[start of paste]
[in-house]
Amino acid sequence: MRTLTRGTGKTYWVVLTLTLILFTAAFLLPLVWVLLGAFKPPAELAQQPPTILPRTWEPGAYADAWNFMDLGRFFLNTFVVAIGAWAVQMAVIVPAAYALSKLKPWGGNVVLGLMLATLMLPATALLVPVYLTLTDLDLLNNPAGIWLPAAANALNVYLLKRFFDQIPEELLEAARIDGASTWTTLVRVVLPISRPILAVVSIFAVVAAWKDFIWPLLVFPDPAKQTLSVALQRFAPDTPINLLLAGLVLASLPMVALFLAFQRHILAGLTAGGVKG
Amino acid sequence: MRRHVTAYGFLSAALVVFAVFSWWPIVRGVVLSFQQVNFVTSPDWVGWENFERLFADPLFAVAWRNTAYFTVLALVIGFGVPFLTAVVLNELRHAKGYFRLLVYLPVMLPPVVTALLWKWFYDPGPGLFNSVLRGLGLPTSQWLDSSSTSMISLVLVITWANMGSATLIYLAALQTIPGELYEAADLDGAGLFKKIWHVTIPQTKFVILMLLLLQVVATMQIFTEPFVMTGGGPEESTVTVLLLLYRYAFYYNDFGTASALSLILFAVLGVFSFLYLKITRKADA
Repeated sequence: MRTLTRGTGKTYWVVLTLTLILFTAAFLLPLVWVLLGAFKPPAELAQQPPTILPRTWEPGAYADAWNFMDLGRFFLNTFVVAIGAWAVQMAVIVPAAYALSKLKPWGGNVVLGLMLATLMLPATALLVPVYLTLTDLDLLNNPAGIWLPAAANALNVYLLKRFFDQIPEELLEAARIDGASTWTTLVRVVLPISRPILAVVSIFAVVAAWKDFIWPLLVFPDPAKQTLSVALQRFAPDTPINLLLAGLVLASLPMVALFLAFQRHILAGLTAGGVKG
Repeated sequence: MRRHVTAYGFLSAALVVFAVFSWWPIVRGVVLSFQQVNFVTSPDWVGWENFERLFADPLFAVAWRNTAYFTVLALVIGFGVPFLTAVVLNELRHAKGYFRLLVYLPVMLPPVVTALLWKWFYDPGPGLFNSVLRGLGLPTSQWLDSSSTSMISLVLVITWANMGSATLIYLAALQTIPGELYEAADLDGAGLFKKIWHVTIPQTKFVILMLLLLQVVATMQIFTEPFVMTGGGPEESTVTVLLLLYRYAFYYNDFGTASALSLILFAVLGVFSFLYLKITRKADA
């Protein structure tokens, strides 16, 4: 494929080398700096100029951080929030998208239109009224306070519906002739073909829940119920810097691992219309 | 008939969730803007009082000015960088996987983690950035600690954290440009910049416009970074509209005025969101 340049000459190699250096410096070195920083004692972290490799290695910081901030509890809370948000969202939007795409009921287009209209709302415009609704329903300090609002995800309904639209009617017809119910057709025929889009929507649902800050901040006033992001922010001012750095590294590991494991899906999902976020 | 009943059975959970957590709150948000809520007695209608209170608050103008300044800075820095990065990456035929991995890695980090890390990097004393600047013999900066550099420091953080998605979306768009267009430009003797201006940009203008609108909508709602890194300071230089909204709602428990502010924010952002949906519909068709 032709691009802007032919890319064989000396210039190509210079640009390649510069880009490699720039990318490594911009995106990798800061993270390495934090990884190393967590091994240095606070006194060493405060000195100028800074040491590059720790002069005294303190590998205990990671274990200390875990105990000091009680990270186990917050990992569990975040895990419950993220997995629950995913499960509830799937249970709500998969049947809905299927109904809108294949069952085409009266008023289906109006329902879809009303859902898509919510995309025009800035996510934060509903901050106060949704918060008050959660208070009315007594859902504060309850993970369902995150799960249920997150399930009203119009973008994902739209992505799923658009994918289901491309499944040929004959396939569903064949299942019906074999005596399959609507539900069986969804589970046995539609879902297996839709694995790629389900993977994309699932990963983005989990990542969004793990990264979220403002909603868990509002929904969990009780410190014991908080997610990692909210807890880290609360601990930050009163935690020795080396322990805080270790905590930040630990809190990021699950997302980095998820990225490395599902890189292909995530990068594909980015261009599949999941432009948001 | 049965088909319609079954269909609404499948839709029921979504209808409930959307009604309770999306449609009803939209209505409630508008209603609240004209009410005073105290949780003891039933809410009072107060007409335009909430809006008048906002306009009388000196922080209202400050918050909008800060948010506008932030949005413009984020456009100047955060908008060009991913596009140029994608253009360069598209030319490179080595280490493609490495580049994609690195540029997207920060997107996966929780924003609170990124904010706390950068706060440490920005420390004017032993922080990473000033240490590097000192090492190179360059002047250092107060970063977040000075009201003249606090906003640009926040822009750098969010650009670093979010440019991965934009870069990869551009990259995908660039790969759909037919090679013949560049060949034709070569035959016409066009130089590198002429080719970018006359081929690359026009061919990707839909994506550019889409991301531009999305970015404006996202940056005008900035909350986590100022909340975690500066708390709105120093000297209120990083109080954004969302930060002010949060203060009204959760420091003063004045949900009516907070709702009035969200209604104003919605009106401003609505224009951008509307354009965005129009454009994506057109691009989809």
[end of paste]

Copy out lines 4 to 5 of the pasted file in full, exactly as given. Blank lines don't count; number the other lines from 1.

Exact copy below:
Repeated sequence: MRTLTRGTGKTYWVVLTLTLILFTAAFLLPLVWVLLGAFKPPAELAQQPPTILPRTWEPGAYADAWNFMDLGRFFLNTFVVAIGAWAVQMAVIVPAAYALSKLKPWGGNVVLGLMLATLMLPATALLVPVYLTLTDLDLLNNPAGIWLPAAANALNVYLLKRFFDQIPEELLEAARIDGASTWTTLVRVVLPISRPILAVVSIFAVVAAWKDFIWPLLVFPDPAKQTLSVALQRFAPDTPINLLLAGLVLASLPMVALFLAFQRHILAGLTAGGVKG
Repeated sequence: MRRHVTAYGFLSAALVVFAVFSWWPIVRGVVLSFQQVNFVTSPDWVGWENFERLFADPLFAVAWRNTAYFTVLALVIGFGVPFLTAVVLNELRHAKGYFRLLVYLPVMLPPVVTALLWKWFYDPGPGLFNSVLRGLGLPTSQWLDSSSTSMISLVLVITWANMGSATLIYLAALQTIPGELYEAADLDGAGLFKKIWHVTIPQTKFVILMLLLLQVVATMQIFTEPFVMTGGGPEESTVTVLLLLYRYAFYYNDFGTASALSLILFAVLGVFSFLYLKITRKADA